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Exclusive: Focus on the Family's Jim Daly on a New Stance on Immigration Reform

By Sarah Pulliam Bailey on June 12, 2012
© Christianity Today

One of the most eyebrow-raising names to join a group of evangelical leaders to release an "Evangelical Statement of Principles for Immigration Reform" was Jim Daly, president of Focus on the Family. The group has usually shied away from the issue publicly, saying the organization is not an expert in the area. Last year, Christianity Today published a cover story on how the organization has taken a distinctly different tone and emphasis under Daly than it did under its founder, James Dobson. Previously, we have noted how evangelical groups were hesitant to take a stance on immigration, including Focus on the Family. For instance, the Family Research Council, which was founded by Dobson, does not have a representative on today's list.

However, several changes among leadership and priorities have paved the way for other leaders connected with evangelical institutions to take a stance. Other names included Max Lucado, Russell Moore, Margaret Feinberg, J.D. Greear, and Timothy George. Organizations included World Relief, Bread for the World, the Southern Baptist Covention's Ethics & Public Policy Center, Esperanza, the National Hispanic Christian Leadership Conference, and the National Association of Evangelicals. Daly could not attend the gathering of several evangelical organizations on Tuesday, but longtime Focus staffer Tom Minnery will join the release. On Monday, Daly spoke with CT about why he signed the statement and what it means for the organization.

The statement you agreed to sign signals something new for Focus, is that right?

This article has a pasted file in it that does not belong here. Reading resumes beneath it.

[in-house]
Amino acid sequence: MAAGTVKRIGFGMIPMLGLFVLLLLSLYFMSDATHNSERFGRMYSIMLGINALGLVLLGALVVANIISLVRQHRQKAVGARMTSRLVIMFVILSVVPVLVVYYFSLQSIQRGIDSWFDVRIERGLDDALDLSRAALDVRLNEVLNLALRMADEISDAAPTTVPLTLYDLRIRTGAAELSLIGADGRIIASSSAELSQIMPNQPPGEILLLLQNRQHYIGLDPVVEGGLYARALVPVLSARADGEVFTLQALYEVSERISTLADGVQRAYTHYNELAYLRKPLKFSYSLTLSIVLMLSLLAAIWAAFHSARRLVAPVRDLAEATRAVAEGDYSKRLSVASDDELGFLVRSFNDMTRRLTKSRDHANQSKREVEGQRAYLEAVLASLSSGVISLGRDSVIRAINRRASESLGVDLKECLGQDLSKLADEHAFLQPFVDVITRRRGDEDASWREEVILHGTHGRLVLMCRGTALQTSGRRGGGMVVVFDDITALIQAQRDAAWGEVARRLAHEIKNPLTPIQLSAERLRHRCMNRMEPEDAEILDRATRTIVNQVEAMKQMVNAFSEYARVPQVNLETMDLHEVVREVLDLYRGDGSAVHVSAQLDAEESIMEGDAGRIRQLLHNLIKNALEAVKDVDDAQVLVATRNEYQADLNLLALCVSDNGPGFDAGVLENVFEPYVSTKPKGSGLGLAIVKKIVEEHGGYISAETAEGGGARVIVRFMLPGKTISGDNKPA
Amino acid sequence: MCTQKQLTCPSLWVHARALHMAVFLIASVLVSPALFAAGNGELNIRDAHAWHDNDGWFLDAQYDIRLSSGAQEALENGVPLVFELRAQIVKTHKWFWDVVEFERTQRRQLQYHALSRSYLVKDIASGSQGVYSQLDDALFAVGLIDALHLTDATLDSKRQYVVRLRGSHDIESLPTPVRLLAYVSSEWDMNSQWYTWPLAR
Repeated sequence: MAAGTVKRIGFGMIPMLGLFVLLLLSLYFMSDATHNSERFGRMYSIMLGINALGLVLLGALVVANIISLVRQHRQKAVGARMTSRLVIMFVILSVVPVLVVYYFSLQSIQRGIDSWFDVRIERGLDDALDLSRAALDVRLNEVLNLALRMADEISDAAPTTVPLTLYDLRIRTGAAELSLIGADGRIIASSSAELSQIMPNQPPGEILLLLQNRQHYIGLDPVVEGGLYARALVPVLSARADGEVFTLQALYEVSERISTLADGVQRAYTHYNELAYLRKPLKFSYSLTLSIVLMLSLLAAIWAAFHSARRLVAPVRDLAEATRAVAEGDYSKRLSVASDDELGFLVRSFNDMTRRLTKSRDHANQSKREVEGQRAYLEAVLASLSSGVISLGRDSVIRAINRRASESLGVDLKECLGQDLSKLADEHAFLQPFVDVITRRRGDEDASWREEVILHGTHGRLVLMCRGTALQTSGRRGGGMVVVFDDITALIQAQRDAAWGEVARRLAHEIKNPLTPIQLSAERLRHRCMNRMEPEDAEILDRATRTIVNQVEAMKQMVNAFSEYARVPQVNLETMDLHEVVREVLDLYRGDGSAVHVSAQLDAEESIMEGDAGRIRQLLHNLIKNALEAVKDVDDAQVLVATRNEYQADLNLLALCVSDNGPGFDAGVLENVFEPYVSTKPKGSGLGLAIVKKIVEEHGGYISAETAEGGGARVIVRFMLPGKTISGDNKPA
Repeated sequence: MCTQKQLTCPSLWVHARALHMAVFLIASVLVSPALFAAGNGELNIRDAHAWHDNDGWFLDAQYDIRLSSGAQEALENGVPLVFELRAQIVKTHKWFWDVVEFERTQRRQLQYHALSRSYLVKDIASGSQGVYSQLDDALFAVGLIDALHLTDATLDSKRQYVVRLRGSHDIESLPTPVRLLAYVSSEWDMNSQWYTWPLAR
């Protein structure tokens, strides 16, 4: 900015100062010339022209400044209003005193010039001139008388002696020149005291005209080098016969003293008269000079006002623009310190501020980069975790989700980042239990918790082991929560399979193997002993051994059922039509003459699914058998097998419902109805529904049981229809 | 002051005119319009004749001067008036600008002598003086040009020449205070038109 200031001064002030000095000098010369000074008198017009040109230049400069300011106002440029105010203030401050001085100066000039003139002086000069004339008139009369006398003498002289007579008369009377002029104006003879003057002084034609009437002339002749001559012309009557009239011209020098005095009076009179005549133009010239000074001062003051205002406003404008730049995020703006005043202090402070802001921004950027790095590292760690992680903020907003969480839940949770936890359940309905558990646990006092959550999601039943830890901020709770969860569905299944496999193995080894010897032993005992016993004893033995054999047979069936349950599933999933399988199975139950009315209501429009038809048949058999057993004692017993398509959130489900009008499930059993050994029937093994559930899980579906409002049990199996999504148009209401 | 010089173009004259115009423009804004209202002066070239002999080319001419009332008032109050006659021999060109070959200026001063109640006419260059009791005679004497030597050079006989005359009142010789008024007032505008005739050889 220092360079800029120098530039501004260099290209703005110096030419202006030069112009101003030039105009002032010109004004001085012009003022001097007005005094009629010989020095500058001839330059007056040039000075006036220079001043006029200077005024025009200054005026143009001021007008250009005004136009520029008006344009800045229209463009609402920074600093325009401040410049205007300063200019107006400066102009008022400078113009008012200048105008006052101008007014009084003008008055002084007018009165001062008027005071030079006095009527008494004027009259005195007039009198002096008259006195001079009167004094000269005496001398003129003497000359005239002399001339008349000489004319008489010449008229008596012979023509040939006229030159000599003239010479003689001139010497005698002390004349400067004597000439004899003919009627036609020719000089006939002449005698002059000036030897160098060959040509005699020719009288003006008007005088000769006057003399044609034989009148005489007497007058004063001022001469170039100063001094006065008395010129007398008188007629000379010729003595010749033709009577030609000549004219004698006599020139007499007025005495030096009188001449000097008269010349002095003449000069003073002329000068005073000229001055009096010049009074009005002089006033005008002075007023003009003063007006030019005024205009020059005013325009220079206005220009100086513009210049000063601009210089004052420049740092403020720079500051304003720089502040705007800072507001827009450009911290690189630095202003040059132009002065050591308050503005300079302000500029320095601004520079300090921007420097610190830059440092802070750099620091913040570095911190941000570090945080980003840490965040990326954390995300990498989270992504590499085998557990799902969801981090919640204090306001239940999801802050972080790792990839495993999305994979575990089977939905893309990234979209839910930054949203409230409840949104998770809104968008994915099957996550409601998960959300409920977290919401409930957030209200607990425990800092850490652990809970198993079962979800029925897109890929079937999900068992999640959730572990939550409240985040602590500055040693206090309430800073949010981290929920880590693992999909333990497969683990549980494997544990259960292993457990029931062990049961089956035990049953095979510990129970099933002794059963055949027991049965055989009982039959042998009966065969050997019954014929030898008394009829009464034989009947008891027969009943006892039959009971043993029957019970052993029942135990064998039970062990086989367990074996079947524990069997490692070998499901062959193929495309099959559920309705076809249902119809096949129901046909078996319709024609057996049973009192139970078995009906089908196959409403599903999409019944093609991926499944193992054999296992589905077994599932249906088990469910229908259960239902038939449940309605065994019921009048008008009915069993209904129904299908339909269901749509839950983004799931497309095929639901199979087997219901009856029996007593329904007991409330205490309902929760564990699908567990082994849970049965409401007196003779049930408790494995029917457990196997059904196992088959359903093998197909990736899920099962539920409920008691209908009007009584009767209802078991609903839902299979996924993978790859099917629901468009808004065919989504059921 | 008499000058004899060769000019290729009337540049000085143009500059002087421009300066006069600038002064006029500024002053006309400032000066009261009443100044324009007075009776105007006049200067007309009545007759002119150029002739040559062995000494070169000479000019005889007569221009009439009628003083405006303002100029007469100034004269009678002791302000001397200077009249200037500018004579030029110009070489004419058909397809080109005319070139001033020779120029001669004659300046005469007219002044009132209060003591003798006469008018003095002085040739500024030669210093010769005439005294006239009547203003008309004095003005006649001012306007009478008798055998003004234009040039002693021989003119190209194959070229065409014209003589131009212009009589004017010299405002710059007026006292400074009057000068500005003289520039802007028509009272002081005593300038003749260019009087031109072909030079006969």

We've had a statement in the past but it's been for internal purposes mostly, and for people that have written us asking about our position. But it really said that we're not experts in immigration, we're concerned about families, but we don't really take much of a position on it..

I just felt—along with the board of directors here at Focus, who just met this week so the timing was perfect—that fundamentally all of us were concerned about the family issues related to this issue now. When you look at it, the immigration issue is not just a legal issue. We respect what needs to be done there and hopefully we can strengthen laws, enforce laws and do all the things that we need to do in that way, because it's important for a country to establish its borders and maintain its borders. But when you look at the family impact now and the stories we've received over the past year or two, it's pretty tragic what's occurring.

I was aware of stories here in Colorado of people who have been waiting in line for green cards and once they get their green card they're waiting seven, eight years for their immediate family members to be able to get into the country. And I put that in the context of my two boys, Trent and Troy, 11 and 9, and I think, if I were in their shoes, stood in line, got the card, worked here in the United States and it would take me seven years to get my kids with me? They would be going off to college and I would have missed their entire teen years. It just seems immoral that we don't come up with a better system to fast-track immediate family members who have gone through the process properly.

Specifically, are there any policy recommendations that either you or the policy side of Focus through CitizenLink might think about in light of signing this statement?

I think the best thing we can do—because in many ways we are not experts in this area—is provide principles, hopefully biblical principles, on what we see as appropriate behavior when it comes to immigration issues, for the Christian community in particular. We want to do what we can to help families come together. Obviously we want to be fair to the taxpayers and make sure that taxpayers aren't burdened with those costs. But we don't have specific policies. We're signing the NAE document because we think it's a good start for the Christian community to recognize the issue and join 100 or so cosigners from a broad spectrum of theological and political persuasions.

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